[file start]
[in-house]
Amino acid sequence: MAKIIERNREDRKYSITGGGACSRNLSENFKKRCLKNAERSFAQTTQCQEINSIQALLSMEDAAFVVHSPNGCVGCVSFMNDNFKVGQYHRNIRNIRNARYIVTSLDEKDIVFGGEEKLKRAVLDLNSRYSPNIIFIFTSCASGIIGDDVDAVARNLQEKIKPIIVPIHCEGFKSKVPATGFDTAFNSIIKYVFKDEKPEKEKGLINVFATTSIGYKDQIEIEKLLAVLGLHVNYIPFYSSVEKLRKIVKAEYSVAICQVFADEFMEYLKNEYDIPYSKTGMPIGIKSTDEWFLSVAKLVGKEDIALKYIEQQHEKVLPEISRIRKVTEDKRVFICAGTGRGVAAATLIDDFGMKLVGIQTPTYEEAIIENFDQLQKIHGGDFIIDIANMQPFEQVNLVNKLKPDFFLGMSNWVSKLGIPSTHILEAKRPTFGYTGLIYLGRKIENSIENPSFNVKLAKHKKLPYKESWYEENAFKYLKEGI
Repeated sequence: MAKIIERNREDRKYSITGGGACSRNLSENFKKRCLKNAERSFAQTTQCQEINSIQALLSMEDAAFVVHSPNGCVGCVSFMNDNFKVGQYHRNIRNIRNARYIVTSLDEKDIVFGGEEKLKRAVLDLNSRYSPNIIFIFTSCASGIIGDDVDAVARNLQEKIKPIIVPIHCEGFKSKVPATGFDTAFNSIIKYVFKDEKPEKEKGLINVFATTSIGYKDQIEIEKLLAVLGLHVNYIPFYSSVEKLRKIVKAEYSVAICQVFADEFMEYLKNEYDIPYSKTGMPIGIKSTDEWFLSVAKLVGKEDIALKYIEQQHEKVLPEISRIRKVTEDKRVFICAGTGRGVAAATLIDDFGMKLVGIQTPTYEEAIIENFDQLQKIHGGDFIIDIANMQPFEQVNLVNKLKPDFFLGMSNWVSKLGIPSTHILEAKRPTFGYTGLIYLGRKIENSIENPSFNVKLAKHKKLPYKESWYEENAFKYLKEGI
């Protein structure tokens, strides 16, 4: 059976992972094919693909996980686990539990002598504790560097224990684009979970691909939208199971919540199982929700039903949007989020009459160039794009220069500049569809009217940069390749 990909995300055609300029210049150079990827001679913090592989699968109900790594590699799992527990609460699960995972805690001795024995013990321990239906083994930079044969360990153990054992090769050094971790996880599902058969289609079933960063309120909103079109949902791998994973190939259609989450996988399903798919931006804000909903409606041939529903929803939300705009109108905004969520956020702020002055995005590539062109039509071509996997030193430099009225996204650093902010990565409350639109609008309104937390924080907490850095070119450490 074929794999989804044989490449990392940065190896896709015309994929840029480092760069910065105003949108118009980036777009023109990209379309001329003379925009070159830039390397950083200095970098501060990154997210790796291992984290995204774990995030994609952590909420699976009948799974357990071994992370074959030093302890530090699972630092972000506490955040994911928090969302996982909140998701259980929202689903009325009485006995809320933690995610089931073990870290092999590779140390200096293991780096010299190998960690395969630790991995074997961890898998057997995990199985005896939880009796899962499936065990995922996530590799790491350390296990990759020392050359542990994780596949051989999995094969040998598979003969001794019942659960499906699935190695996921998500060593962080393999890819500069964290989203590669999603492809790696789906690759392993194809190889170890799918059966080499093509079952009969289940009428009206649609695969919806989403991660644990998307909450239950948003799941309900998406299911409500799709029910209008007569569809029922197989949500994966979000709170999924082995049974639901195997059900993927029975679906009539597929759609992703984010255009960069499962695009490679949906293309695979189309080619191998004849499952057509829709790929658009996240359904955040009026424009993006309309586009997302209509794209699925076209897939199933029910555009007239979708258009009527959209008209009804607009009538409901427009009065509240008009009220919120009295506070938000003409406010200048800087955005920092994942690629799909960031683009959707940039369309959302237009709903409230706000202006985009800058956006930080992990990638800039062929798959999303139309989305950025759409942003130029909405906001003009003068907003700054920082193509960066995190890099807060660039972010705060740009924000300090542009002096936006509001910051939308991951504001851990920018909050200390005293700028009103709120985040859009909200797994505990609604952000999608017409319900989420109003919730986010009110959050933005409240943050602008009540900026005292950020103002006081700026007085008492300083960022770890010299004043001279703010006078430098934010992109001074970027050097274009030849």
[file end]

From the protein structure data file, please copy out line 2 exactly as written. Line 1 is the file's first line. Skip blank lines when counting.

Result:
Amino acid sequence: MAKIIERNREDRKYSITGGGACSRNLSENFKKRCLKNAERSFAQTTQCQEINSIQALLSMEDAAFVVHSPNGCVGCVSFMNDNFKVGQYHRNIRNIRNARYIVTSLDEKDIVFGGEEKLKRAVLDLNSRYSPNIIFIFTSCASGIIGDDVDAVARNLQEKIKPIIVPIHCEGFKSKVPATGFDTAFNSIIKYVFKDEKPEKEKGLINVFATTSIGYKDQIEIEKLLAVLGLHVNYIPFYSSVEKLRKIVKAEYSVAICQVFADEFMEYLKNEYDIPYSKTGMPIGIKSTDEWFLSVAKLVGKEDIALKYIEQQHEKVLPEISRIRKVTEDKRVFICAGTGRGVAAATLIDDFGMKLVGIQTPTYEEAIIENFDQLQKIHGGDFIIDIANMQPFEQVNLVNKLKPDFFLGMSNWVSKLGIPSTHILEAKRPTFGYTGLIYLGRKIENSIENPSFNVKLAKHKKLPYKESWYEENAFKYLKEGI